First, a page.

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The Impacts of Climate Change on Arctic Security

June 11, 2019

Author:

Reilly Bellen

The Arctic Council serves as a forum for both Arctic Indigenous peoples and nation-states to work cooperatively and address environmental and economic problems in the global north. As such, addressing the causes and effects of climate change has become a major focus for the Arctic Council’s work. The trend of rising global temperatures has caused dramatic recessions of Arctic sea ice, making it easier for ships to traverse the Arctic Ocean, and, to extract resources from the Arctic Ocean. While the melting ice is an environmental problem, it has the potential to become a major crisis with ramifications for international sovereignty and security. To prevent future conflicts between Arctic states over resources exposed by the receding ice, this paper identifies a hypothetical policy proposed by the Russian Federation to the Arctic Council, calling for the creation of a Task Force to examine how climate change will impact international security and sovereignty, and provide specific recommendations to member states on behalf of the Council on how to ensure the Arctic remains stable and peaceful throughout these environmental challenges.

In the Arctic, climate change has manifested itself primarily through the melting of snow and sea ice. This melting has caused sea levels to rise, and threatens to erode the foundations of Arctic settlements, as well as destroying the habitats of many mammals dependent on the ice sheets. However, while climate change has created environmental problems in the Arctic, it will also create issues around sovereignty and security. Melting sea ice will make it easier for ships to travel the Arctic Ocean, which will lead to an increase in the number of large, mainly cargo, ships, traversing the ocean. As sea ice melts, it will also allow for easier access to the seabed. This will, in turn, make it easier to survey and extract resources from the bottom of the ocean. Melting Arctic ice will create security issues for Arctic States, as they will have to regulate increased  traffic through their territory, and may come into conflict with one another over territorial claims, especially those which include valuable resources.[1]In the event of a  conflict between Arctic Nation-States over territorial or mineral rights, it is highly likely to involve the Russian Federation in some way. Russia has some of the most extensive territorial claims in the Arctic, having claimed ownership of both the geographic north pole and the massive underwater Lomonosov Ridge.[2]Additionally, Russia has more security forces in the Arctic than any other state, due to its desire to protect the Arctic as a strategic resource base.[3]This protection has resulted in the expansion of military facilities in the region to include 10 Search and Rescue bases, 16 deep water naval bases, 13 airfields, and another 10 radar stations, as well as the largest fleet in the Russian Navy.[4]This predominance of force in the region, as well as Russia’s large scale territorial claims, means Russia will have a large role to play in both the regulation of Arctic shipping and any potential territorial conflict. Therefore, it is in the best interests of the Russian Federation to cooperatively identify and resolve potential security issues, in order to prevent other Arctic States from aligning against it.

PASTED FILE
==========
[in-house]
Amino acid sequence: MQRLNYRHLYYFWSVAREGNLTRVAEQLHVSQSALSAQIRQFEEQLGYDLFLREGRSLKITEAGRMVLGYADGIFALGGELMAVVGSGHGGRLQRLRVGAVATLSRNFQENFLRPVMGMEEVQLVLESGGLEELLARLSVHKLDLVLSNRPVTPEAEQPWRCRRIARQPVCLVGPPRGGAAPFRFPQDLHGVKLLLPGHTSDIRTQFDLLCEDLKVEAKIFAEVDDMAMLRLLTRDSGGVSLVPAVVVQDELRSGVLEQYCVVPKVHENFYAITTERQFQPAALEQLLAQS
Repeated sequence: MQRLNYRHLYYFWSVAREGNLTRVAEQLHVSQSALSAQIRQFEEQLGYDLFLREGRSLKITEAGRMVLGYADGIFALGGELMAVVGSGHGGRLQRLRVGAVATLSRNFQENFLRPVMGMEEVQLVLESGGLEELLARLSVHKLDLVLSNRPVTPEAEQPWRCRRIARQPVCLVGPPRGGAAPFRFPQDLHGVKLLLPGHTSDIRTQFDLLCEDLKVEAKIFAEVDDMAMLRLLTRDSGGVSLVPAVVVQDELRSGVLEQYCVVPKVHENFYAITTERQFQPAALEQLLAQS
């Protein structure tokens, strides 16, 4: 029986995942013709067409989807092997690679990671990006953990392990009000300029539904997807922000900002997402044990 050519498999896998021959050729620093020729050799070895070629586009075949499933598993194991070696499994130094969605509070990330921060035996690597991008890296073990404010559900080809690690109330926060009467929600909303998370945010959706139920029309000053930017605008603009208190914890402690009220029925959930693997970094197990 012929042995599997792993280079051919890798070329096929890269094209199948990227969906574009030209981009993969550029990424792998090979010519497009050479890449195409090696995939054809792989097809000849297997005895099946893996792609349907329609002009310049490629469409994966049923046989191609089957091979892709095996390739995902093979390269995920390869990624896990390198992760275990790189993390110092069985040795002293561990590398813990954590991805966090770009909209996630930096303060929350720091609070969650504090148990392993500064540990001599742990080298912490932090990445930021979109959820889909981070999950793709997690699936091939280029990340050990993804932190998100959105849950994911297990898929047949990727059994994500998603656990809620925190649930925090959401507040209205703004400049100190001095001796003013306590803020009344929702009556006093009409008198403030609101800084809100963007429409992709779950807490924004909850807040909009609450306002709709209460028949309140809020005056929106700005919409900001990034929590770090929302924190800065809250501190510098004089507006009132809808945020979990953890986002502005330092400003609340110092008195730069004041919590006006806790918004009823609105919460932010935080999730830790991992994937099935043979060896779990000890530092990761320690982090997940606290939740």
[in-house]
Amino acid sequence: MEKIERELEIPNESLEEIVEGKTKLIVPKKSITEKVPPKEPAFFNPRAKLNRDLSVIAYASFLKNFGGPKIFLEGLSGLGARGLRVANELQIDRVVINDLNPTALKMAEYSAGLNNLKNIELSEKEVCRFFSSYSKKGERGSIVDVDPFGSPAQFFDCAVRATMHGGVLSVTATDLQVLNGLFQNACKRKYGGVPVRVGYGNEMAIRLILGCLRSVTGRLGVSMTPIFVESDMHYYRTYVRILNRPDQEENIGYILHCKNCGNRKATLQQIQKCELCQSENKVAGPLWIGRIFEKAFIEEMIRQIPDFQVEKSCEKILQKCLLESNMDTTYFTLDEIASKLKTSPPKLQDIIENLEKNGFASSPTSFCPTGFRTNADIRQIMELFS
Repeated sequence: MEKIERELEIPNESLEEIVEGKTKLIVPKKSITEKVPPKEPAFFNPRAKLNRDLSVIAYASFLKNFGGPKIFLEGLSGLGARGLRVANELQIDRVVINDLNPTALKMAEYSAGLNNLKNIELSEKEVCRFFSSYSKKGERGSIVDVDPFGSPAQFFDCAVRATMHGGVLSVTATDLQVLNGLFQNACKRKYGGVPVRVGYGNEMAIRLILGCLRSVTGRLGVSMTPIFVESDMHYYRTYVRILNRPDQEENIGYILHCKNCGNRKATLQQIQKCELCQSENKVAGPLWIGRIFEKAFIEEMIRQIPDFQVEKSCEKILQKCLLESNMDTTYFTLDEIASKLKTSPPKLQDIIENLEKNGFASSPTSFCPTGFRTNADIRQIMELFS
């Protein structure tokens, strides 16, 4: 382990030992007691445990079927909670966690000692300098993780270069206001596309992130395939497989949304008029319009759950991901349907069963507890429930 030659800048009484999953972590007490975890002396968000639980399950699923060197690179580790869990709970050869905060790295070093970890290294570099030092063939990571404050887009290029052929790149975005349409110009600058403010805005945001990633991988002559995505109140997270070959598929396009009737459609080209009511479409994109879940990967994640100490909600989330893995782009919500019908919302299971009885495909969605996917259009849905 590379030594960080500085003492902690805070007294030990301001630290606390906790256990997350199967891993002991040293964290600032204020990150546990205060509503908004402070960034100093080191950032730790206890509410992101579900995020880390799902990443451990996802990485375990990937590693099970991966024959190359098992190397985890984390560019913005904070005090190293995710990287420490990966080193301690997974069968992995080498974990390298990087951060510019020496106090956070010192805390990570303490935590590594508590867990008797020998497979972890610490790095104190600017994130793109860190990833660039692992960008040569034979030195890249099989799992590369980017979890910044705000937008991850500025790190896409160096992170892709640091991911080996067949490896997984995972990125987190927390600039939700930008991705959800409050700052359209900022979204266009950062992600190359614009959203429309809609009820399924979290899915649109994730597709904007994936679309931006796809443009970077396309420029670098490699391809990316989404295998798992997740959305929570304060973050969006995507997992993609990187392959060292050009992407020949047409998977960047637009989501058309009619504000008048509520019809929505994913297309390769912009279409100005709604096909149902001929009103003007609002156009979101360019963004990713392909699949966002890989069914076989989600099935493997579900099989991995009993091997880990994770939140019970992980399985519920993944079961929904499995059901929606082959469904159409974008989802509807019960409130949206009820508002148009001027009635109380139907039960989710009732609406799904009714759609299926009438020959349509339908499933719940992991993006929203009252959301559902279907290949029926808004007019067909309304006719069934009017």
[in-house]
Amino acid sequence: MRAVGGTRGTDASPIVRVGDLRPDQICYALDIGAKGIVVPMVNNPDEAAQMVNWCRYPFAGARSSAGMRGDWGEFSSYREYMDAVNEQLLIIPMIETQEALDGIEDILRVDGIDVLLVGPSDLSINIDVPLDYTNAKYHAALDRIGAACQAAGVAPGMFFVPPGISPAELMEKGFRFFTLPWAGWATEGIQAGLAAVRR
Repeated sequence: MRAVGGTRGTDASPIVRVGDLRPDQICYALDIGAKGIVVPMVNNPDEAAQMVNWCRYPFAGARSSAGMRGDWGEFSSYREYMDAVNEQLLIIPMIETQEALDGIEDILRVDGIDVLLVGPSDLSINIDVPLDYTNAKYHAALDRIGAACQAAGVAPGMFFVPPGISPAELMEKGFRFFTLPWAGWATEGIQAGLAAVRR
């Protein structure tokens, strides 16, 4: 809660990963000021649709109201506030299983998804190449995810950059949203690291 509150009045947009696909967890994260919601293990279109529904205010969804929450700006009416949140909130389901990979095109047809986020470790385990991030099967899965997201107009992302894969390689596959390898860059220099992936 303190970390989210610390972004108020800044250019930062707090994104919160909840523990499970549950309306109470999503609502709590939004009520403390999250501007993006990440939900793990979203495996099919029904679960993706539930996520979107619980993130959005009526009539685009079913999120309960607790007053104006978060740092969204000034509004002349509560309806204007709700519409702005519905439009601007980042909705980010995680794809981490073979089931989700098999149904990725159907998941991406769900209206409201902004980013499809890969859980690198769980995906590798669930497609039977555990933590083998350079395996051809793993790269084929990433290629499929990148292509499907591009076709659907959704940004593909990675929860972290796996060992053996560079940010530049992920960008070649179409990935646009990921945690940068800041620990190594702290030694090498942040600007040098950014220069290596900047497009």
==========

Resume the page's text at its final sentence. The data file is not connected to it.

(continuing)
To prevent future conflicts in the region, Arctic nation-states must act decisively. Therefore, this paper proposes that the Arctic Council create a Task Force to investigate the impacts of climate change in the Arctic, with regard to how these changes will affect the security and sovereignty of Arctic nation states. This proposed investigation would concretely investigate the effects of climate change on security by identifying potential flashpoints and examining how warming temperatures will impact the other aspects of security, including transportation and communications infrastructure. This investigation would involve scientists and military personnel from Arctic states, and Indigenous peoples living in the general area of Arctic military installations and other potential conflict zones. This inclusion of Indigenous peoples in the study was driven by traditional Inuit knowledge, Inuit Qaujimaningit. Since Inuit Qaujimaningitcomes from the experiences of individuals out on the land, it is hoped that by including Indigenous peoples in the survey that they will provide their knowledge of local conditions, how these conditions have changed over time, and how these changes have impacted their daily lives. As the primary residents of the Arctic, any potential conflict would have a severe and negative impact on its native peoples. This reliance on Indigenous knowledge would also allow the task force to make more localized observations through both western scientific and Indigenous methods. Once the data had been gathered, it could be jointly presented by scientist and Indigenous peoples at a closed session of the Arctic Council, or through other back channels, to ensure that only Arctic Council members have access to this information.